The U.S. Food and Drug Administration awarded 84 grants worth $18.5 million in fiscal year 2010 to help state and local regulatory agencies defend against and respond quickly to threats to the food supply and to outbreaks of foodborne diseases.
The grants fund major cooperative agreements in four major areas: response, intervention, innovation, and prevention.
“We are excited to award these grants in an effort to provide greater food and feed safety and defense capabilities to better serve the citizens of the United States,” said Joseph Reardon, director of the FDA’s Division of Federal-State Relations. “These cooperative agreements are another step in the FDA’s continuing efforts to build an integrated food safety system between federal, state, and local partners.”
The grants, recipients, and programs include:
Response: Rapid Response Teams
The Food Protection Rapid Response Team (RRT) and Program Infrastructure Improvement Prototype Project cooperative agreements will develop, implement, exercise, and integrate an all-hazards food and foodborne illness response capability to more rapidly react to potential threats to our food supply.
The RRT, designed to operate in conjunction with other food and feed agencies within state programs, other state RRTs,
FDA district offices, and state emergency operations centers, is another tool to enhance response capabilities.
An RRT responds to food hazard incidents through the entire production and delivery process, from farm to table, using a formal crisis management system. Each recipient received up to $500,000 to exercise its response team, conduct a program assessment, purchase additional equipment and supplies, fund personnel, and train and share information and data as appropriate.
The following states were funded in the 2010 fiscal year: Virginia, Texas, Minnesota, North Carolina, California, Florida, Michigan, Massachusetts, and Washington.
Intervention: Food Safety and Security Monitoring
The grants for Food Safety and Security Monitoring provide funding to Food Emergency Response Network (FERN) laboratories. FERN laboratories provide additional capacity for analyzing food samples in the event of foodborne disease outbreaks or other large scale food emergency events. These samples could be foods and/or environmental samples related to foods, and will be collected by federal, state, or local agencies.
Determinations regarding the numbers of samples and the scheduling of samples will be made by the FERN National Program Office in coordination with state/local laboratory authorities. Federal or state surveillance assignments will also be a source of samples for lab analysis. Selected laboratories received up to $400,000 in grant funds. The grants are for microbiological, chemical, or radiological analysis capacity. The grants were made to:
• Microbiology Program
Colorado, Florida, Hawaii, Illinois, Michigan, Minnesota, New Hampshire, New Mexico, North Carolina, Ohio, Pennsylvania, Rhode Island, Texas, Virginia and Washington.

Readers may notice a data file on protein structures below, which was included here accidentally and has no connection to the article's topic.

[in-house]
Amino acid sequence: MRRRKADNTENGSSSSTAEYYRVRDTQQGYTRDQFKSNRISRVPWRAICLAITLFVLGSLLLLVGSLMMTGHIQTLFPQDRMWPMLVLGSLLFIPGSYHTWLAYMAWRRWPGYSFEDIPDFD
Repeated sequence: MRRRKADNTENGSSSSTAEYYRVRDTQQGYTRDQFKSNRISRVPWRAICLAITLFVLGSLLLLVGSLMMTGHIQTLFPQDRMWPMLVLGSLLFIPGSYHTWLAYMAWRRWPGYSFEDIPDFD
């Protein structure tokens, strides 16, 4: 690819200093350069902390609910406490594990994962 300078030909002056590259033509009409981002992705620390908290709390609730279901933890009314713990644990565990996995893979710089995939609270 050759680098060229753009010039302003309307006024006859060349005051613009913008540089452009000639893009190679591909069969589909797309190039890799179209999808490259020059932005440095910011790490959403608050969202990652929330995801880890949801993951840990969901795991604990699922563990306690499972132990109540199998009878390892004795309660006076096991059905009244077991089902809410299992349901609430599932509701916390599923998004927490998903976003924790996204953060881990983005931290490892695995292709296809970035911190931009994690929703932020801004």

• Chemistry Program
Arizona, California, Connecticut, Florida, Iowa, Minnesota, New Hampshire, Virginia, Ohio, Colorado, Arkansas, Nebraska, and Wisconsin.
• Radiological Program
Maryland, New York, Texas, Washington, and Wisconsin.
Innovation: Innovative Food Defense
The Innovative Food Defense Projects grants are awarded to generate products that complement, develop, or improve state and local food defense programs. These products could then be applied to food defense programs nationwide. One example is the food defense program in food establishments, which includes two training initiatives, Assure, Look, Employees, Reports, and Threat (ALERT); and, Employees Follow, Inspect, Recognize, Secure, and Tell (FIRST). Recipients were awarded up to $100,000. Oklahoma and Riverside County, Calif., were awarded grants.
Prevention: Food Protection Task Force Program
The Food Protection Task Force Conference program supports meetings that foster communication, cooperation, and collaboration among state, local, and tribal food protection, public health, agriculture, and regulatory agencies within a respective state. The meetings are designed to:
• Provide a forum for all the stakeholders of the food protection system, regulatory agencies, academia, industry, consumers, state legislators, boards of health and agriculture, and other interested parties;
• Promote the integration of an efficient statewide food protection/defense system that maximizes the protection of the public health through prevention, intervention and response; and
• Detect and contain foodborne illness early.
Washington, Louisiana, Missouri, Montana, Alabama, New Mexico, North Carolina, Indiana, Tennessee, and Nevada were selected to receive awards up to $10,000. These states join 17 other states including the District of Columbia with existing grants.
BSE/Feed Safety Program Grant
The cooperative agreements for the Ruminant Feed Ban/Feed Safety Support Program, supported by the FDA’s Office of Regulatory Affairs, Division of Federal-State Relations and its Center for Veterinary Medicine, enhance state, territorial, and tribal animal feed safety infrastructure and mad cow disease, or bovine spongiform encephalopathy (BSE) prevention programs. Under these agreements, state, territorial, and tribal governments increase their ability to find and monitor companies that manufacture, distribution, and transport animal feed or whose operations involve feeding ruminant animals. Funds may also be used for laboratory analysis, and educational outreach to increase industry compliance with the ruminant feed ban and other regulations.
Twelve states were awarded up to $250,000: Colorado, Florida, Illinois, Iowa, Kansas, Kentucky, Michigan, Nebraska, New York, North Carolina, Texas, and Washington.
Source: U.S. Food and Drug Administration